Lelieveld and his colleagues were surprised when they examined the individual sources of air pollution. “It is generally assumed that industry and transport are the worst air polluters. But that is evidently not the case on a global scale,” says Lelieveld. Much of the smog in India and China is caused by small domestic fires. “Although these are low-key activities, they add up, particularly if the majority of the population uses them,” he says. Overall, one-third of premature deaths worldwide are attributable to this inefficient form of combustion.
By contrast, a leading cause of air pollution in Europe, Russia, Turkey, Japan and the eastern United States is, surprisingly, agriculture. Ammonia enters the atmosphere as a result of the use of fertilizers and intensive livestock farming. It then undergoes a number of reactions to form ammonium sulphate and ammonium nitrate. These substances, in turn, are a major factor in the formation of small airborne particles. In fact, agriculture is the cause of one-fifth of all deaths due to air pollution. In some countries, for example in the Ukraine, Russia and Germany, that figure is over 40 percent.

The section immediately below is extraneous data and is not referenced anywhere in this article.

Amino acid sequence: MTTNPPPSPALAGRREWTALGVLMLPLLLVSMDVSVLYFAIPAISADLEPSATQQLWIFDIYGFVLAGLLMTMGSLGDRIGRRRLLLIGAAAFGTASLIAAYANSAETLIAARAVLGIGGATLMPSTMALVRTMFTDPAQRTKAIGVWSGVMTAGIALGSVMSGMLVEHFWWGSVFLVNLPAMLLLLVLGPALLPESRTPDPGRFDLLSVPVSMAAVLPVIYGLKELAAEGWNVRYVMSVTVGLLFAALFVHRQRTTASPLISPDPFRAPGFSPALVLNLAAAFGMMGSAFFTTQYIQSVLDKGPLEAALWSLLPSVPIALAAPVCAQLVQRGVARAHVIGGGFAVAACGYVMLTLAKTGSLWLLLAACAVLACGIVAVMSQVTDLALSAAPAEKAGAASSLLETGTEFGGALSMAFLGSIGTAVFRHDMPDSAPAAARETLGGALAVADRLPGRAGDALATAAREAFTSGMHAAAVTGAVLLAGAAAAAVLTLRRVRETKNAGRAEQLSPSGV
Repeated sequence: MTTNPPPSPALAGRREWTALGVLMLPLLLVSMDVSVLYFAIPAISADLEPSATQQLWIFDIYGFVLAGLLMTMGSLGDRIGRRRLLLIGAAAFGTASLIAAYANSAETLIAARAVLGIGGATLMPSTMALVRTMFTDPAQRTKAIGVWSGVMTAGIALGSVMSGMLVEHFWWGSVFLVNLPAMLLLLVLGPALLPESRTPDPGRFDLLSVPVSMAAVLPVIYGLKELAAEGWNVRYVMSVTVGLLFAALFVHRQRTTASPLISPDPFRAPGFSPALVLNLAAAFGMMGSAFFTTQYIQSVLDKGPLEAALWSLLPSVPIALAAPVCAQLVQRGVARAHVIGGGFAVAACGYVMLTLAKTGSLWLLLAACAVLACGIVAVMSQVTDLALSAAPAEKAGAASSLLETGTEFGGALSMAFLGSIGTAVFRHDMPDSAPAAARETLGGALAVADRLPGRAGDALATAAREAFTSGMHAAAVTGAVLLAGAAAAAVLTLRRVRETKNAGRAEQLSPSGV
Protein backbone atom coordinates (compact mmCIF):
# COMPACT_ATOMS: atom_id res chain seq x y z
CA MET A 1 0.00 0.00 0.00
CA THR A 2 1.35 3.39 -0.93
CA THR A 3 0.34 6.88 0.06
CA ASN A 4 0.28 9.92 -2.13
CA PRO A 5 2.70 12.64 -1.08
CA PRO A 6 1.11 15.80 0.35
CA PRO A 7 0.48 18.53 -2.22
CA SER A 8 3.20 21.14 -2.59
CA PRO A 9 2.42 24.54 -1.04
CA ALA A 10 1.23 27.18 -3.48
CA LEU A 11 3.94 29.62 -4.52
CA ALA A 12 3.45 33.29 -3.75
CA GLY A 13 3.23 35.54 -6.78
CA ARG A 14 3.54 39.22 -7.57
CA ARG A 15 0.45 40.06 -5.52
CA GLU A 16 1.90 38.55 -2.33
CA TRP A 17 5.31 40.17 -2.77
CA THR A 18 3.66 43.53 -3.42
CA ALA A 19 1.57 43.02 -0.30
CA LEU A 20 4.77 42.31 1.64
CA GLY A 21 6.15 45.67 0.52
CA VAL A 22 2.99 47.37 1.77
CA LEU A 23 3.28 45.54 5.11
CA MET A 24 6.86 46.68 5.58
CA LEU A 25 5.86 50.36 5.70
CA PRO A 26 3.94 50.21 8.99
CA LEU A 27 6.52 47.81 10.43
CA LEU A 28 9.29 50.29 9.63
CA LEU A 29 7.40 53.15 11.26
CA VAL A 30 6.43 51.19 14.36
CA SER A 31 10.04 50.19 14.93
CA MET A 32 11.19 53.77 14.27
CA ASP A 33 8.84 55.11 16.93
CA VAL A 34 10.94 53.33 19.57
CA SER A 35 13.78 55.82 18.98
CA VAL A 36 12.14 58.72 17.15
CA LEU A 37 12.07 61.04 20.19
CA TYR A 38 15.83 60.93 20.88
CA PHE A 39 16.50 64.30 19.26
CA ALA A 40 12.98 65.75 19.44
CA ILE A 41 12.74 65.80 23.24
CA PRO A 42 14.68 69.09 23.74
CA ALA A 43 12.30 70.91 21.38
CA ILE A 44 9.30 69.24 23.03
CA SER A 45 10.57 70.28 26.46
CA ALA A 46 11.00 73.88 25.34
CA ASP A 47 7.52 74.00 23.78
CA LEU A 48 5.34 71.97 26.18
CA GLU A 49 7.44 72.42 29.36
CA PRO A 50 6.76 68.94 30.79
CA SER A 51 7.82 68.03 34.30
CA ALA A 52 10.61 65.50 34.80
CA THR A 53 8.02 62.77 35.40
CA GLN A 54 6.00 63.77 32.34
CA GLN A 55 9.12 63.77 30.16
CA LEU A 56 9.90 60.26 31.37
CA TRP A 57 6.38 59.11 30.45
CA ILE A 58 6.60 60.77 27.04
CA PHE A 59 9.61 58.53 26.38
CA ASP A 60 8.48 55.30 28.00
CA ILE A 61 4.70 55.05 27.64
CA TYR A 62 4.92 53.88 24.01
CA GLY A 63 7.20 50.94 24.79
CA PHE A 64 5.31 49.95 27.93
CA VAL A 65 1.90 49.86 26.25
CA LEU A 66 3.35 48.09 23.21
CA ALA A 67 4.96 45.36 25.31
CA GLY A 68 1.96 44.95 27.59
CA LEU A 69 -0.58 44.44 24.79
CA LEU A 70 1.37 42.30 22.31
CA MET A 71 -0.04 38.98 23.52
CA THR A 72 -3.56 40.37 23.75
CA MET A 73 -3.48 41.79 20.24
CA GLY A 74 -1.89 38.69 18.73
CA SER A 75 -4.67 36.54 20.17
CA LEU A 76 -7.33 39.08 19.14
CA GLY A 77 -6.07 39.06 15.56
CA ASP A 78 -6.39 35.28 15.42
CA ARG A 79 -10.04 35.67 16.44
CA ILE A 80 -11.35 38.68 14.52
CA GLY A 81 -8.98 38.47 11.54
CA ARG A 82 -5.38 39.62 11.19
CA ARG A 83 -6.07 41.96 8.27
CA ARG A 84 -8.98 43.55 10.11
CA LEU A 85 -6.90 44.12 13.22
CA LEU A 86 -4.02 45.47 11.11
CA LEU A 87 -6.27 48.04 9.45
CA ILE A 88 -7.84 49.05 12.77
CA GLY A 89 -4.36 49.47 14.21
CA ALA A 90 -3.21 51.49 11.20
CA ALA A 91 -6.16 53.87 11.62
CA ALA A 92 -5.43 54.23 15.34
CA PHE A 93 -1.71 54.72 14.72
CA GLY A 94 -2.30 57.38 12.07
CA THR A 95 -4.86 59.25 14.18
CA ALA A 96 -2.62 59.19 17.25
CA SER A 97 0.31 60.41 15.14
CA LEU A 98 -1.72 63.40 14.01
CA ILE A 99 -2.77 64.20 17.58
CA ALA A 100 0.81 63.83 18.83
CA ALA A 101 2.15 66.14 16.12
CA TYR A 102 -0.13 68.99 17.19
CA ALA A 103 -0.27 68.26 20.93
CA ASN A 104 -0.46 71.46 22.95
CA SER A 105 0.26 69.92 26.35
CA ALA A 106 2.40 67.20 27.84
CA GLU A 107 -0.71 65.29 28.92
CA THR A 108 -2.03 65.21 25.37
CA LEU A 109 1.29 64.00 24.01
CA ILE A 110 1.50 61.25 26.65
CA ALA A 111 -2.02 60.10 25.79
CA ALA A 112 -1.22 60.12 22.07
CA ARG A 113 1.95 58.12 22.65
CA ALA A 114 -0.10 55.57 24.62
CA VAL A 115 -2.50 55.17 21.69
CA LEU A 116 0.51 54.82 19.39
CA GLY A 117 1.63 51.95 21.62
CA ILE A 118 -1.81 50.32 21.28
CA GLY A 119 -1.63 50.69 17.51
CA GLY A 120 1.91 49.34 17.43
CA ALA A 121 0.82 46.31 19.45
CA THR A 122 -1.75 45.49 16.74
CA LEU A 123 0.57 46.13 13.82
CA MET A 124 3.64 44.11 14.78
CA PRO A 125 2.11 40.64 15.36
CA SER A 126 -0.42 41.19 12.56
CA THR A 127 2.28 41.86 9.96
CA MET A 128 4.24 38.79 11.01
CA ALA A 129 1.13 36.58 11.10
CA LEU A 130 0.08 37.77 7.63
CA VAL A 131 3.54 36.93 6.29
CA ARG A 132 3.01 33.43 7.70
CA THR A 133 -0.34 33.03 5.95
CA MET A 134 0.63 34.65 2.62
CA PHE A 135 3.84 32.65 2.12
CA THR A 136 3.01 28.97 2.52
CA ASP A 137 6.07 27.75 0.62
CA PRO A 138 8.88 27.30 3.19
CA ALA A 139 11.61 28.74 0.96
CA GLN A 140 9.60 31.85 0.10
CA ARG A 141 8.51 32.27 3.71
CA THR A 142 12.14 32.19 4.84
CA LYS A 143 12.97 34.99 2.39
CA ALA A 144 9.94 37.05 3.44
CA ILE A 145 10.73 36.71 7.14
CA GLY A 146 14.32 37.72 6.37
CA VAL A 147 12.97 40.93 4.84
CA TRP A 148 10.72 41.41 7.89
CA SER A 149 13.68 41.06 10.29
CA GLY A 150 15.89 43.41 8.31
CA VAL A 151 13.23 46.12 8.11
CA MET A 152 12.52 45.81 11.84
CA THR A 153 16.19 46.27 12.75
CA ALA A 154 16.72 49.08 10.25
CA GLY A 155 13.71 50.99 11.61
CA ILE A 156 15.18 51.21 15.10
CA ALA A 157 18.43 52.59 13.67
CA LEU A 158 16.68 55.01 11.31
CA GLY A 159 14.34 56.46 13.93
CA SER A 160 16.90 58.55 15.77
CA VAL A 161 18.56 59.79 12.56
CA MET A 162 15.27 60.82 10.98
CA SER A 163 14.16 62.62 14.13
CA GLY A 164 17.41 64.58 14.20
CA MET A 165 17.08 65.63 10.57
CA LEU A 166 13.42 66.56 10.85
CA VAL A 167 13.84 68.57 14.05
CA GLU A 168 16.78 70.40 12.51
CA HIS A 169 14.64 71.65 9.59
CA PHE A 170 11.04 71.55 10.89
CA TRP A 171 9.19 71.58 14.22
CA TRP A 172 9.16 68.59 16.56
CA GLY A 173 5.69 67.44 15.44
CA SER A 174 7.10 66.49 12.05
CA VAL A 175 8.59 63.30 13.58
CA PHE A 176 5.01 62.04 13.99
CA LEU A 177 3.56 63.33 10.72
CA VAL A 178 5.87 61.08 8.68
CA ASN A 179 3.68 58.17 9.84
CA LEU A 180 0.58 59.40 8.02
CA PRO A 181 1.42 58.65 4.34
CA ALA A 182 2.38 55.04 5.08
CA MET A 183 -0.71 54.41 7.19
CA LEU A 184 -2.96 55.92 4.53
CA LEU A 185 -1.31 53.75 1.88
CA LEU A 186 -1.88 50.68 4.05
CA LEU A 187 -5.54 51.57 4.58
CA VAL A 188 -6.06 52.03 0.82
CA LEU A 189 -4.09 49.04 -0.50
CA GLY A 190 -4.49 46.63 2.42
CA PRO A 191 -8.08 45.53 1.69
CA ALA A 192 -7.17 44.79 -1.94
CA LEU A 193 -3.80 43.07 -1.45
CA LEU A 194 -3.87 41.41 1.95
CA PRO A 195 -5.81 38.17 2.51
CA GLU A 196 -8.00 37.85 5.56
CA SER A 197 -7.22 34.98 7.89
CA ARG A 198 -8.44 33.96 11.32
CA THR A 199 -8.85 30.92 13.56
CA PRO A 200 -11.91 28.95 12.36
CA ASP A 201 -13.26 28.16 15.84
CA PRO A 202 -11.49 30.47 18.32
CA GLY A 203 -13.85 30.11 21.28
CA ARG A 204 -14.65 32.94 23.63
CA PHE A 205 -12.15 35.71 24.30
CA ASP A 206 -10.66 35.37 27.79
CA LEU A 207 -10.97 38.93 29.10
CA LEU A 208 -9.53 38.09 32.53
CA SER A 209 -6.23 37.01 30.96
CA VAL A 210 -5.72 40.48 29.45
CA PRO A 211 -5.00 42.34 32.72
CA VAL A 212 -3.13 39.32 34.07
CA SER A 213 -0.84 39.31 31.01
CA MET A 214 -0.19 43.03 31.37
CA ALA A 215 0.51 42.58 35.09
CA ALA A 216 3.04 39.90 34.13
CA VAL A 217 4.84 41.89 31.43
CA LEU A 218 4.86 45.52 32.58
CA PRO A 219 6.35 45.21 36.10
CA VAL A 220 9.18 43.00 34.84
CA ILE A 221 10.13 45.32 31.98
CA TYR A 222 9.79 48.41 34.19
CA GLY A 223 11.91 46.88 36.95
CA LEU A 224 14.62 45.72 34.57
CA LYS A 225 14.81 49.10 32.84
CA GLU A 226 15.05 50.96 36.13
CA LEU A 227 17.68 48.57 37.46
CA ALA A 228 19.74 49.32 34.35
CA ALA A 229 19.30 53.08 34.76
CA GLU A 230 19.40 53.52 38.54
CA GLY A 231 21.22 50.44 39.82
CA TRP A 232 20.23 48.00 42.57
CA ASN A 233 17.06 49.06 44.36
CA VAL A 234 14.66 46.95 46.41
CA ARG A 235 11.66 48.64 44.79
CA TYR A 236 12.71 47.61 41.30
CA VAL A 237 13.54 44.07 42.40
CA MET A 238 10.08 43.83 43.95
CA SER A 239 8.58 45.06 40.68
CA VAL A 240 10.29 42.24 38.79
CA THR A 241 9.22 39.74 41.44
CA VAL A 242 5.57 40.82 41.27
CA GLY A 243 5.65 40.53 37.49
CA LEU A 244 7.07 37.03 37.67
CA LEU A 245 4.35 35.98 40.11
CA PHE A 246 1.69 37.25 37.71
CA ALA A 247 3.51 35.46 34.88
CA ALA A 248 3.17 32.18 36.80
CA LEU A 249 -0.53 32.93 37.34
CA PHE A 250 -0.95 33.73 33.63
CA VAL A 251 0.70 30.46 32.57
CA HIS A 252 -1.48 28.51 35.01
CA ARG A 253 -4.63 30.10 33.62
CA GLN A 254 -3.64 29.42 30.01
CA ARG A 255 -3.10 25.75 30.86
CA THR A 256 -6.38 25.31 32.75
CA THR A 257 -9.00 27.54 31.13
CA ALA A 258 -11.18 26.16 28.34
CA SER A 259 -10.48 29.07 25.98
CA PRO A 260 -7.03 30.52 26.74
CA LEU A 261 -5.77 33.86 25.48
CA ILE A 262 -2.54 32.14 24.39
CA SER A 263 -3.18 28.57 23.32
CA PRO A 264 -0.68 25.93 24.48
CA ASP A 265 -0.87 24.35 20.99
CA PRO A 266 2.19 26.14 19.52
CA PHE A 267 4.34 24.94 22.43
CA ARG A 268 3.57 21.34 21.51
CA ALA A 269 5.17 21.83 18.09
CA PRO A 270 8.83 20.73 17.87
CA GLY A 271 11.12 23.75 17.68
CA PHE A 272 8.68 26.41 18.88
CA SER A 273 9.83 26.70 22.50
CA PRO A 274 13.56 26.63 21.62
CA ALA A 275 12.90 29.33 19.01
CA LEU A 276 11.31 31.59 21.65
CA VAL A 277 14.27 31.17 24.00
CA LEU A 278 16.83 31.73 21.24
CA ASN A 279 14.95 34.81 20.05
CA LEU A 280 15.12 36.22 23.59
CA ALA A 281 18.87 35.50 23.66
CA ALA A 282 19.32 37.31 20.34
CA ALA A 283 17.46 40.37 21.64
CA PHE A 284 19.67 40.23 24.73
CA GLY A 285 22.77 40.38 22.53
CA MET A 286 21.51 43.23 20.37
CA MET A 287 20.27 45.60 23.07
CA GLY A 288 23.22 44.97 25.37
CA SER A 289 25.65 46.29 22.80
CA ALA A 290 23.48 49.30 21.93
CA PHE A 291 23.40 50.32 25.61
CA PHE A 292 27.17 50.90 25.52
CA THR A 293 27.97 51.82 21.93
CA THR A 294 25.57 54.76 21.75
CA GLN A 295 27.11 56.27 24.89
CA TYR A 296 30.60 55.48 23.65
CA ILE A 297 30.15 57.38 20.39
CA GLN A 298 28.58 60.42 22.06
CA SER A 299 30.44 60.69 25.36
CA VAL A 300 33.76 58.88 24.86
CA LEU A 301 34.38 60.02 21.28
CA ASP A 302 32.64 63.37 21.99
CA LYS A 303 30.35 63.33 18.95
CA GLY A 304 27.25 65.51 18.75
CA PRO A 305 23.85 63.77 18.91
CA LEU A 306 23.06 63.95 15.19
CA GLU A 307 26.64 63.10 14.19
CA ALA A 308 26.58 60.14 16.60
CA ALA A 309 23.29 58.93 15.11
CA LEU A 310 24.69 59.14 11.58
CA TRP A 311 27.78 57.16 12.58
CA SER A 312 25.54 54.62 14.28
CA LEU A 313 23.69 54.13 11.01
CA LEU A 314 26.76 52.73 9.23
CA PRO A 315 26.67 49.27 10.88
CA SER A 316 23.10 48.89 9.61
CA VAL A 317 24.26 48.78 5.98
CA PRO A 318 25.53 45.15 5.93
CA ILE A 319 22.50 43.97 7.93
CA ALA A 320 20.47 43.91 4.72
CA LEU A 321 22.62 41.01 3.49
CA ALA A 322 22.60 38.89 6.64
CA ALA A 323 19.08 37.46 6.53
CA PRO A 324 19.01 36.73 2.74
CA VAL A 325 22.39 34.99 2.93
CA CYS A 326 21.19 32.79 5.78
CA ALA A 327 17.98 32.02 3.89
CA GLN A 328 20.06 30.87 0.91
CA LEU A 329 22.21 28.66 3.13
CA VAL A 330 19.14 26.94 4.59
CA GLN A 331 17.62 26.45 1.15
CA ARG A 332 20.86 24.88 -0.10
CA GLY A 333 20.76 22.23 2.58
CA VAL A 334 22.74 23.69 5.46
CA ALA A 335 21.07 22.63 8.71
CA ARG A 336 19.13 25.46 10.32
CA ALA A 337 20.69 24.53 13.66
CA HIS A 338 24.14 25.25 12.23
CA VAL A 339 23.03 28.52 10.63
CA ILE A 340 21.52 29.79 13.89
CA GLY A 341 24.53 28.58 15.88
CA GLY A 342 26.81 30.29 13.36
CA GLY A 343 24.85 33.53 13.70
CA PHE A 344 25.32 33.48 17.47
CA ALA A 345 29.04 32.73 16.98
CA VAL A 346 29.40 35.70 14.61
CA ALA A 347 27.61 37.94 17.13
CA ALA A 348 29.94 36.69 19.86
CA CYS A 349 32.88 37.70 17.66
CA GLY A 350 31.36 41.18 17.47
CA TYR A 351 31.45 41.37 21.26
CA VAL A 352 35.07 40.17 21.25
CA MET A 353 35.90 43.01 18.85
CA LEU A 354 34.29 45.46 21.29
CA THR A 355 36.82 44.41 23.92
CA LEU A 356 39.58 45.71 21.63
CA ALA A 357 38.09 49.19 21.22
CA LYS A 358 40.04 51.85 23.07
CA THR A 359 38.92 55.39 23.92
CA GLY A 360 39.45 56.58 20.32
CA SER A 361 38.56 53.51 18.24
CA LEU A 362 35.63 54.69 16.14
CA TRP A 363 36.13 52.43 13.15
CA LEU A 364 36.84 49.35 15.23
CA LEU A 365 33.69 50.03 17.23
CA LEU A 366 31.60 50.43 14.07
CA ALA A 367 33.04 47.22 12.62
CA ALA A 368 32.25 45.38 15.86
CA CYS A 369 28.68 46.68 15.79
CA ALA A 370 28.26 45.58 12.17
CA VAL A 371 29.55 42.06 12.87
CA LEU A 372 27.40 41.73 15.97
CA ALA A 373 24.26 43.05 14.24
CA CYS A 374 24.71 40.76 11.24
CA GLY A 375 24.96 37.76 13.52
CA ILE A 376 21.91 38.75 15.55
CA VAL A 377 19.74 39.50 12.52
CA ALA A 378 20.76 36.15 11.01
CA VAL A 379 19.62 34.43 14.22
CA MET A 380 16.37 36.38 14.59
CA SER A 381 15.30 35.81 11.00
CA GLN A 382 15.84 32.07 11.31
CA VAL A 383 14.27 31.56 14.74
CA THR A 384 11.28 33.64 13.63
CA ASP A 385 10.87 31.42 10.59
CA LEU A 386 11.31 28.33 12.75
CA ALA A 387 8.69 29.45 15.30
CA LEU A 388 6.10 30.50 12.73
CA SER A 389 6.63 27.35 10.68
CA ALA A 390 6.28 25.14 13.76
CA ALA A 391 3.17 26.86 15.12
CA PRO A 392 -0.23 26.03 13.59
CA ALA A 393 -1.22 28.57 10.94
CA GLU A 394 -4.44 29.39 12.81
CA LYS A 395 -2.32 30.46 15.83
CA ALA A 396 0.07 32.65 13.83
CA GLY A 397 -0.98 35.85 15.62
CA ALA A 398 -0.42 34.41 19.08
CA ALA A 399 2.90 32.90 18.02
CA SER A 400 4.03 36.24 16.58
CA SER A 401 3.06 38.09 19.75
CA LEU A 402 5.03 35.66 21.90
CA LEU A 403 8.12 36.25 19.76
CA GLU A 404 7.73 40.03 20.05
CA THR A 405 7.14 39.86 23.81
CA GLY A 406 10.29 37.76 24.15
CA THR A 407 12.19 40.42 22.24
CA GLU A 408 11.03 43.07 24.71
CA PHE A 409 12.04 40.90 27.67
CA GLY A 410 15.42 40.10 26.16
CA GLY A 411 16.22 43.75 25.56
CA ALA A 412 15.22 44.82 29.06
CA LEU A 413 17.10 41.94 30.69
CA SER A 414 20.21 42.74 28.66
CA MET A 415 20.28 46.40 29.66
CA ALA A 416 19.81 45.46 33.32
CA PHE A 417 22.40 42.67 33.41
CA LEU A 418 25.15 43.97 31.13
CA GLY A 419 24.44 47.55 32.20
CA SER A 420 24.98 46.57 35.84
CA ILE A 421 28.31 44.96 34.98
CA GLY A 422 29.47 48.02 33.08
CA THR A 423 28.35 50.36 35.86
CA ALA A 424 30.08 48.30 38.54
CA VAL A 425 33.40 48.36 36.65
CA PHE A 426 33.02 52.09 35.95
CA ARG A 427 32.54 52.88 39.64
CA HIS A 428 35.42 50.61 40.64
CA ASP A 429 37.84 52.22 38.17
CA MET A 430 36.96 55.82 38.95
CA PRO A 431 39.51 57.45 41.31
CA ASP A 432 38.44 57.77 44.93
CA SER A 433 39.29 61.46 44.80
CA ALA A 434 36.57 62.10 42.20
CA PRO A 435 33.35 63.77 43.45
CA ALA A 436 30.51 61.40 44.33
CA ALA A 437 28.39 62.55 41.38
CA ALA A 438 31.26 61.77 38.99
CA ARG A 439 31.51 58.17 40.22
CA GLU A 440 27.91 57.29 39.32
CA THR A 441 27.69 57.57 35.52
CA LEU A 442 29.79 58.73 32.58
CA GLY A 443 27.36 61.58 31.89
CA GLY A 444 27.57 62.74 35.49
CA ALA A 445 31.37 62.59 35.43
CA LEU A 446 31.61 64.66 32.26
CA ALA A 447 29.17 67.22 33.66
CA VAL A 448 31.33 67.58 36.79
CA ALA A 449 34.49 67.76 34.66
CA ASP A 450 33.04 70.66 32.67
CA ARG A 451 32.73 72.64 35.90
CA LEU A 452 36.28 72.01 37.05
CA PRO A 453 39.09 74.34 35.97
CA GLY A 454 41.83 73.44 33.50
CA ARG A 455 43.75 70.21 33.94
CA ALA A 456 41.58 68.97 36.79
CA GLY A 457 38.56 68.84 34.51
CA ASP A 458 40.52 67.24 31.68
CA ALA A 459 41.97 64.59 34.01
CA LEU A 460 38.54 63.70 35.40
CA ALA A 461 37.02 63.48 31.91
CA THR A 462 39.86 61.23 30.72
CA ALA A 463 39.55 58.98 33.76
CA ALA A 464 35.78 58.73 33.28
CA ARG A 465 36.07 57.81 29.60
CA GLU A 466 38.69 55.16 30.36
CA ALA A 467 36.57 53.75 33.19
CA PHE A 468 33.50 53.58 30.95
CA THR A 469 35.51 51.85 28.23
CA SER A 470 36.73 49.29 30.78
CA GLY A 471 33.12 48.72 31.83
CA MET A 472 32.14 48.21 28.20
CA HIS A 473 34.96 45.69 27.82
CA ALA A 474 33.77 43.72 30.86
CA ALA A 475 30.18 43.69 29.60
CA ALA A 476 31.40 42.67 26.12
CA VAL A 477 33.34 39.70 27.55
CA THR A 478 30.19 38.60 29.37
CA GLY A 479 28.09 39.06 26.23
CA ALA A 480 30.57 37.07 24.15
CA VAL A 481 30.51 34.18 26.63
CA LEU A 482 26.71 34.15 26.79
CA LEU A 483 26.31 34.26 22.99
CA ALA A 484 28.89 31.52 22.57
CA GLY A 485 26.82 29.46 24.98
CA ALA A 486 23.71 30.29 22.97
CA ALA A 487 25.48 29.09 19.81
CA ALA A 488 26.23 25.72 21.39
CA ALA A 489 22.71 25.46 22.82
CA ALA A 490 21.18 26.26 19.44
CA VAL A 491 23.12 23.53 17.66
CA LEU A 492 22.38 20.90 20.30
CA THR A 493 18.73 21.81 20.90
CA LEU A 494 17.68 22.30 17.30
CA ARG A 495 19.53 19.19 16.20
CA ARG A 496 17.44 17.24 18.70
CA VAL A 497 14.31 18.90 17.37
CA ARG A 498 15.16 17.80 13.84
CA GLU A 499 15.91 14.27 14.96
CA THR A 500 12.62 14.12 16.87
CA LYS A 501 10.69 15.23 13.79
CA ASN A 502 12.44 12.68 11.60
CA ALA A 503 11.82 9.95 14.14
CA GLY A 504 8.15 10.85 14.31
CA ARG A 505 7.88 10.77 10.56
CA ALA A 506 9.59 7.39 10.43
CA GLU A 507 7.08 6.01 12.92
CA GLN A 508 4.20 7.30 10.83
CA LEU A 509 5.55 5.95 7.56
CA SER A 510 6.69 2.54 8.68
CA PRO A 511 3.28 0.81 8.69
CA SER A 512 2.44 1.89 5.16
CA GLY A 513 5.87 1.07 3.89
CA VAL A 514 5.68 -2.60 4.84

Other major sources are fossil-fuel fired power plants, industry, biomass combustion and motor vehicles. Taken together, they account for another third of premature deaths. Just under a fifth of premature deaths are attributed to natural dust sources, particularly desert dust in North Africa and the Middle East.
Lelieveld believes that the high number of smog-related deaths in Germany compared to other European countries is due chiefly to the country’s central location in Europe. “Germans also have to breathe the polluted air from other countries,” he says. On the other hand, Germany – a densely populated country with much industry, intensive agriculture and high traffic densities – causes a considerable amount of air pollution itself. Traffic, to which the researchers attribute only five percent of deaths worldwide, accounts for 20 percent of deaths in Germany, or about 7,000 lives a year. Thus, twice as many people die from the effects of vehicle emissions than from road accidents.
Most recently, Lelieveld and his colleagues predicted how the situation is likely to change in the coming decades. They assumed a business-as-usual scenario in which emissions continue to rise at current rates and are not curbed by new legislation. Based on that assumption, pollution-related mortality in South Asia and East Asia would double by 2050. The number of smog-induced deaths worldwide could rise to 6.6 million per year. Pollution-related mortality in Europe and the USA is likely to increase moderately, especially in big cities.